My husband Don was released from the hospital on Feb 1, minus about a foot of small intestine and plus a shiny new ileostomy bag (temporary, thank goodness). After we got home I spent a lot of time unpacking and trying to get things in order. Funny, the house was very neat until we got home, but within fifteen minutes it looked like a pharmaceutical explosion occurred in my living room. Don’s doing okay. He’s still a bit unsteady on his pins. His arms are so covered with bruises that he looks like he’s stuck them in a grinder, and he has a couple of scraped places that are kind of weepy (just water) and we have to keep changing dressings or his shirt gets all wet. His pain is infinitely improved, and his appetite is not too bad. Below is his first post-surgery meal of veggie broth.
He had ostomy training while we were still at the hospital – changed his own bag for the first time. He did well, but it wasn’t all that enjoyable an experience as you might guess, Dear Reader. He’ll be seeing the surgeon in a week or ten days to have an assessment and to have the staples from the operative incision taken out.
Late Thursday night we got the lab report on the section of tissue they removed and it seems there was a touch of cancer, some Stage 2 cells. The surgeon said they got it all – the intestine was clear above and below and there was no trace in 40 surrounding lymph nodes. He said that the only slight concern was that there were some “micro-perforations” in the sore section through which a cancer cell might have escaped, so we did speak to an oncologist this morning before we left. The oncologist told us that Don is basically cured. His chance of recurrence is low without any chemo, but if he wants to consider doing a course of preventative chemo, that is possible. The doctor gave us all the info on the regimen to check out before we make a decision, but nothing will happen until Don’s quite a bit more recovered. This extra added thing to deal with shouldn’t interfere with having the ileostomy reversed, we were assured. I learned long ago not to assume I can guess what Don is going to do, but history suggests that he won’t go for the chemo. We shall see.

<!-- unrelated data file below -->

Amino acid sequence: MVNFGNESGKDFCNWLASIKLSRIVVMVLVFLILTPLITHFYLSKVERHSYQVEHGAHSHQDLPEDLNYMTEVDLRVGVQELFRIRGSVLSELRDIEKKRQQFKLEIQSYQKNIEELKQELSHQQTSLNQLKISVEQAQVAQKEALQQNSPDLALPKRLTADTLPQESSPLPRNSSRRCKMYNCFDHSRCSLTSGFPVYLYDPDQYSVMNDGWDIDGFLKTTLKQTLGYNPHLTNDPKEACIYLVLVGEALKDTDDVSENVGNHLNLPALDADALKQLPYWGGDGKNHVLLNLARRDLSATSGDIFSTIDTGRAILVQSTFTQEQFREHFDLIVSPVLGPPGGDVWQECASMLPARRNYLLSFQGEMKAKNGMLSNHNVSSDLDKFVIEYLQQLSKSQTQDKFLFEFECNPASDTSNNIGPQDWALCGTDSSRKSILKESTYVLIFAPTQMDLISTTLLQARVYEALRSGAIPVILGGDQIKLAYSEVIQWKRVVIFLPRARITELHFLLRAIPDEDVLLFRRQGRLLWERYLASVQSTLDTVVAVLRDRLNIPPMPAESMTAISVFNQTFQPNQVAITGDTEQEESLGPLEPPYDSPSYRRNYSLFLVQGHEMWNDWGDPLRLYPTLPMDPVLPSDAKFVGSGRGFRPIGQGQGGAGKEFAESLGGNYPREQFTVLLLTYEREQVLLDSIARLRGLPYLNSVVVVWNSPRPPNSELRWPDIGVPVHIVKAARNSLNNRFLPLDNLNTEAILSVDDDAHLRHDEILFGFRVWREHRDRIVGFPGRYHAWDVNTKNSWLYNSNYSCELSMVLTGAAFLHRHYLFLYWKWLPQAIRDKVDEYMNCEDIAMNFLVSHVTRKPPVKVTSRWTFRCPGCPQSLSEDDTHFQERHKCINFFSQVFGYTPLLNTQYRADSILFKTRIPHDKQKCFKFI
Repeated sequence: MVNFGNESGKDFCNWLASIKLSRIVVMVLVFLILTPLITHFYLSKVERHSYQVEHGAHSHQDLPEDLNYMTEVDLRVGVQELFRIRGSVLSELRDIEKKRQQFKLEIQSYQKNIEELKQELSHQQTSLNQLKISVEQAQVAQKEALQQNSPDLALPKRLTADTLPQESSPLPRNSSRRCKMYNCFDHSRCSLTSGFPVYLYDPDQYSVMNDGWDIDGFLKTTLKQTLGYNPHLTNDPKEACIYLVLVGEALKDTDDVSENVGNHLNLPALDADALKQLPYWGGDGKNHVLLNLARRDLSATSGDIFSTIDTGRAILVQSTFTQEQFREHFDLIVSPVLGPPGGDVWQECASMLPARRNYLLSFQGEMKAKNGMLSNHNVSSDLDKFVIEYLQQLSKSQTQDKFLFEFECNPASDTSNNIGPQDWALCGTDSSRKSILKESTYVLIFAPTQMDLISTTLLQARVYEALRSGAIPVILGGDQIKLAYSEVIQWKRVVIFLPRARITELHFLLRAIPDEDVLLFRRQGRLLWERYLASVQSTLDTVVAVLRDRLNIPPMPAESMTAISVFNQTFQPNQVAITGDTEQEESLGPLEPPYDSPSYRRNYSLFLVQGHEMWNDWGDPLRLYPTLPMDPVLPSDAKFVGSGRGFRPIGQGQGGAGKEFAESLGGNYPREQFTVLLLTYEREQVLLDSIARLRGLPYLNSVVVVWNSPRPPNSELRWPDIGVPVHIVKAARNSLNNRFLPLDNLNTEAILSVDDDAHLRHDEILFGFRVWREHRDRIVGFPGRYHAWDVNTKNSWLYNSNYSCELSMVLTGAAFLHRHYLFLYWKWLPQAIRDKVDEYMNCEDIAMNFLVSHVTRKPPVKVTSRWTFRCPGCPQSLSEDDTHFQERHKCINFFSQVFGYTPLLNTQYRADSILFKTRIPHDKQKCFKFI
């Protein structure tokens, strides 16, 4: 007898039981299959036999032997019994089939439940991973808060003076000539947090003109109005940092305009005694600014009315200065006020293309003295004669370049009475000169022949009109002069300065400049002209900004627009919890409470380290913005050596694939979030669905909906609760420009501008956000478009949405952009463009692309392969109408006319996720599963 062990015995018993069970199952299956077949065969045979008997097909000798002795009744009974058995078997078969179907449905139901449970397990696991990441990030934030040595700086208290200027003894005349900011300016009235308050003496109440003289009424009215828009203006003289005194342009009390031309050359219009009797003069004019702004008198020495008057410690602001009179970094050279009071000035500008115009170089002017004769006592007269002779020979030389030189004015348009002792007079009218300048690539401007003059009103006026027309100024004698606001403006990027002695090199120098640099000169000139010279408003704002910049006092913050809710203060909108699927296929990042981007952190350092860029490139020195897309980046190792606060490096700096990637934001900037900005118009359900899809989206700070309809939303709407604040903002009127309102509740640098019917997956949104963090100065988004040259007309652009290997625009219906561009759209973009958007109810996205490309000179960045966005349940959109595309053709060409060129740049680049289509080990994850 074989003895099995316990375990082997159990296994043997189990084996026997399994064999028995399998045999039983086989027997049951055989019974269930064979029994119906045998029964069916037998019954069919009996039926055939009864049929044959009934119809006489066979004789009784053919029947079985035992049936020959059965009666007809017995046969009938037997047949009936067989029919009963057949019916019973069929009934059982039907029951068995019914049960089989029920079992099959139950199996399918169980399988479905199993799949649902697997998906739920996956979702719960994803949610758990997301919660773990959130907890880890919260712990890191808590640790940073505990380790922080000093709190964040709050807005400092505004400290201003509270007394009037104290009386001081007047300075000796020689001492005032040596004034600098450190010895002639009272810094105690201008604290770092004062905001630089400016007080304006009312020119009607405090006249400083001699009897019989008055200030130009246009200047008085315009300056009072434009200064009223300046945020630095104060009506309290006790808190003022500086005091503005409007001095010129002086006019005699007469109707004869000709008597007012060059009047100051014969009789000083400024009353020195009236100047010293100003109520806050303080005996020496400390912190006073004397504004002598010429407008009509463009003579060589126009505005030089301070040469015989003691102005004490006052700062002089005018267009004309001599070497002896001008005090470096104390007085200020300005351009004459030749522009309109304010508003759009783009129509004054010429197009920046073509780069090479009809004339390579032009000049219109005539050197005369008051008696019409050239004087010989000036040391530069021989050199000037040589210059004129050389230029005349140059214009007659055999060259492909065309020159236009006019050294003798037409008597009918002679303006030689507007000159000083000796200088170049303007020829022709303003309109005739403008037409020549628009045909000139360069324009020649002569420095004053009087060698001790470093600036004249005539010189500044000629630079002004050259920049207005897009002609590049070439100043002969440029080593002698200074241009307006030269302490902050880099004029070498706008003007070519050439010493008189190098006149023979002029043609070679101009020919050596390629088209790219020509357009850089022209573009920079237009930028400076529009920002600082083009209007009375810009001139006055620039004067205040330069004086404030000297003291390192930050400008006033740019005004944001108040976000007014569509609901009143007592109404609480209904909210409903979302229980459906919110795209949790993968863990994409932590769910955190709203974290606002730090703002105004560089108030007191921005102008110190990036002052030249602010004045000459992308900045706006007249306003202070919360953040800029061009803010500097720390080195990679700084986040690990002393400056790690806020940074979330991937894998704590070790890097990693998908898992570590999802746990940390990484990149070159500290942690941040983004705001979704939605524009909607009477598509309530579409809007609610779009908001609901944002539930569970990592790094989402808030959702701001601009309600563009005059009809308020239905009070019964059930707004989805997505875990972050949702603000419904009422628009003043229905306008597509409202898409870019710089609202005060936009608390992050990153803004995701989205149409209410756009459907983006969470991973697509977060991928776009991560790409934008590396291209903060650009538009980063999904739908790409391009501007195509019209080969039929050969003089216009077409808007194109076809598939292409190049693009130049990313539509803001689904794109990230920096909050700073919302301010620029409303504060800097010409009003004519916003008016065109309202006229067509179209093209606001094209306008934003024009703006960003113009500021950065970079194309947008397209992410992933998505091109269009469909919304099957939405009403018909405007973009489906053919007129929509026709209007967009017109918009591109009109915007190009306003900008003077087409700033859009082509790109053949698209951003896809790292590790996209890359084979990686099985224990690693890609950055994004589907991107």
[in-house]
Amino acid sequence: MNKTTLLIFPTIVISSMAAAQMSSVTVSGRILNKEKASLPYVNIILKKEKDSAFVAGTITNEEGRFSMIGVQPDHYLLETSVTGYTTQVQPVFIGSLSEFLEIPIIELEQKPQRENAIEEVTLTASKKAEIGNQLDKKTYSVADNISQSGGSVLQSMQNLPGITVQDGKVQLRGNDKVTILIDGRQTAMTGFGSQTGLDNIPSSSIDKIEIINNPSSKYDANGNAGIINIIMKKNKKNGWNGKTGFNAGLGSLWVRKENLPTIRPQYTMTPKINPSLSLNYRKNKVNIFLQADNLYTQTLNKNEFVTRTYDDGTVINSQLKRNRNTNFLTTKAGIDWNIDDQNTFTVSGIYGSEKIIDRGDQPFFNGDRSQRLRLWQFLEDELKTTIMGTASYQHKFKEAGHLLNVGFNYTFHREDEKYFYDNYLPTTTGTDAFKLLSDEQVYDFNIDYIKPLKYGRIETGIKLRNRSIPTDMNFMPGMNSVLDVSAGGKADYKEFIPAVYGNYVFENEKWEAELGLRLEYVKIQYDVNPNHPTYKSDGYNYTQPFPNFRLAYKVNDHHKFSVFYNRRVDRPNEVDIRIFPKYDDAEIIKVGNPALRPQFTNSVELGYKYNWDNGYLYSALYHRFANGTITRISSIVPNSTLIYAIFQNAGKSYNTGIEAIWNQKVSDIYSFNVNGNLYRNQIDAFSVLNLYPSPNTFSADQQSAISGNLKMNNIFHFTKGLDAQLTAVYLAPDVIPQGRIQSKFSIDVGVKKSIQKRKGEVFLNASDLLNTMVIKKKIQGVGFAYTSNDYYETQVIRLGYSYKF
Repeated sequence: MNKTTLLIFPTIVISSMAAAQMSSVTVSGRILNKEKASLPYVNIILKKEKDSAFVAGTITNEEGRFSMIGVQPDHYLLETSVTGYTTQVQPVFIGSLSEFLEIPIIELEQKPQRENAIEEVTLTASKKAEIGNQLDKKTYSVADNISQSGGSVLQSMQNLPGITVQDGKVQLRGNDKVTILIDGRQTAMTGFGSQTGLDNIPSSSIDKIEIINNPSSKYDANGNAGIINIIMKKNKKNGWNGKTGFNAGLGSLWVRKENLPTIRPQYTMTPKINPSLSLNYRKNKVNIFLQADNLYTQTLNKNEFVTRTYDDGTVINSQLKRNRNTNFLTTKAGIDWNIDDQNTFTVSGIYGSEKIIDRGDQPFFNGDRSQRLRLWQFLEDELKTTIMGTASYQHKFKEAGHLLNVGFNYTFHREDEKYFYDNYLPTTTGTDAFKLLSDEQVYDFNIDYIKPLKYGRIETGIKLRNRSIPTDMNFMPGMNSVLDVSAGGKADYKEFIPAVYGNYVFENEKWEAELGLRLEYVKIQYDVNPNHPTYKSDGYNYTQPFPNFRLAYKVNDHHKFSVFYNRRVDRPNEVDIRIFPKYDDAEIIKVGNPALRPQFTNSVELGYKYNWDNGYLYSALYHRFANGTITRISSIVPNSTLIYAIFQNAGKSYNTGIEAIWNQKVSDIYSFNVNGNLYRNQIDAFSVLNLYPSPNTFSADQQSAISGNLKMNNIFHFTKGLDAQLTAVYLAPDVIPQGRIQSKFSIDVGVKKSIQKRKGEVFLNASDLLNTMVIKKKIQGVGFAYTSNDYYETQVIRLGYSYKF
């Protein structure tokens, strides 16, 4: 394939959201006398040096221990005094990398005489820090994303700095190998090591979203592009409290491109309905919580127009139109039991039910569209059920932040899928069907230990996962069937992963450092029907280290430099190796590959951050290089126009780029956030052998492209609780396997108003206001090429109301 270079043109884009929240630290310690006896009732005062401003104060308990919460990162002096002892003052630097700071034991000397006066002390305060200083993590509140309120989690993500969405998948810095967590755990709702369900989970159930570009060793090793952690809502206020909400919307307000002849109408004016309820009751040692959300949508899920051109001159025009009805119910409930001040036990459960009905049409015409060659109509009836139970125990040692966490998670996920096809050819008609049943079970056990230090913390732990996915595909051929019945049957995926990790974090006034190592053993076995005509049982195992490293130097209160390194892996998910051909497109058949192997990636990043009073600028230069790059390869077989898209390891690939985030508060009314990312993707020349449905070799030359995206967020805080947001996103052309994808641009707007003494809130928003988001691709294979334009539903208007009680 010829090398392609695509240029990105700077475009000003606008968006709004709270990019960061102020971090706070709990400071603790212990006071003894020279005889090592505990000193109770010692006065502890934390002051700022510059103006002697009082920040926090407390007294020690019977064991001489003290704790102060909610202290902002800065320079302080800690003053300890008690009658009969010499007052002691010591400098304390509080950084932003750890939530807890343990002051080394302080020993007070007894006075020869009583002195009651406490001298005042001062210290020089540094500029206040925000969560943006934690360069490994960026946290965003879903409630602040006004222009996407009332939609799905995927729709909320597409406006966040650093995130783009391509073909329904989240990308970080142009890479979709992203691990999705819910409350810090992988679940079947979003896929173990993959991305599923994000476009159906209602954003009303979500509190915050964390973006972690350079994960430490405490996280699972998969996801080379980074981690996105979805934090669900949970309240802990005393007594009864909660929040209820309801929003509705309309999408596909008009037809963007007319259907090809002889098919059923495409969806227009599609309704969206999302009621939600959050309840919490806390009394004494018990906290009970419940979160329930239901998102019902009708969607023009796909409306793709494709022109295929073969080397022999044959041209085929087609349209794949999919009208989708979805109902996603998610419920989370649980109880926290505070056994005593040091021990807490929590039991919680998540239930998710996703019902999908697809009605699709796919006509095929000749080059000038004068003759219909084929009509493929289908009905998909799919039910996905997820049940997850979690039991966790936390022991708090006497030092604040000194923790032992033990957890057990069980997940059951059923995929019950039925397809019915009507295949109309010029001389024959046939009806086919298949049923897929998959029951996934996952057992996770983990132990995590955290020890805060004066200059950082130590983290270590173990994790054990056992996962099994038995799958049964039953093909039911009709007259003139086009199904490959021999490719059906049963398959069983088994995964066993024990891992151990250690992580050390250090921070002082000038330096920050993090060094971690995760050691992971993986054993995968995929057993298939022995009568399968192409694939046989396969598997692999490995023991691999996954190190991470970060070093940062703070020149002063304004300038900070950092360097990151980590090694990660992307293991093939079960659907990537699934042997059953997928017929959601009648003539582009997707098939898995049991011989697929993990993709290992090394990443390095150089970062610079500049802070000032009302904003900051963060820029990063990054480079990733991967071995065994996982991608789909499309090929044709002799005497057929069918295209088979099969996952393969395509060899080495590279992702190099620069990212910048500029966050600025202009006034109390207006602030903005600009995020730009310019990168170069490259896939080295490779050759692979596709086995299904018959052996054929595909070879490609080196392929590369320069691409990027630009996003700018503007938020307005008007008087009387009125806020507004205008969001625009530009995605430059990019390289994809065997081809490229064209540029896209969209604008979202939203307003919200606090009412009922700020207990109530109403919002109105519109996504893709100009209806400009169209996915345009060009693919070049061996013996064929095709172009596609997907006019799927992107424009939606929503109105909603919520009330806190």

I didn’t know they’d find a malignancy, but it certainly was in the back of my mind, and neither one of us was overly surprised. I’m very thankful that Don decided to go ahead and get the operation rather than do the three month course of meds for the Crohn’s, and I was surprised, too. He has historically been quite anti-operation. It just goes to show how bad he felt.
We will have home health nursing for a little while. The nurse came by for her initial assessment yesterday. She’ll be back on Monday to assist in his second bag-changing. He has a lot of post-op edema, especially in his feet. He has no stamina, and has a hard time getting up and down. He’s trying to eat as well as he can. I expect the first week or so at home will be rather anxiety-making, at least until he gets to feeling better and we can better judge what’s normal and what to be concerned about.
While he was in the hospital, I did get quite a bit of rewriting done on The Wrong Hill to Die On, which is scheduled to be out in October. I can tell things are going to have to calm down a bit here at home before I can get back to it, but I’m looking forward to the day. Fiddling with that MS has been quite a comfort.
Will Donis survive to tell the tale? Stay tuned.
My friend Lois created this beautiful arrangement and brought it to the hospital. It still looks quite as lovely in my living room.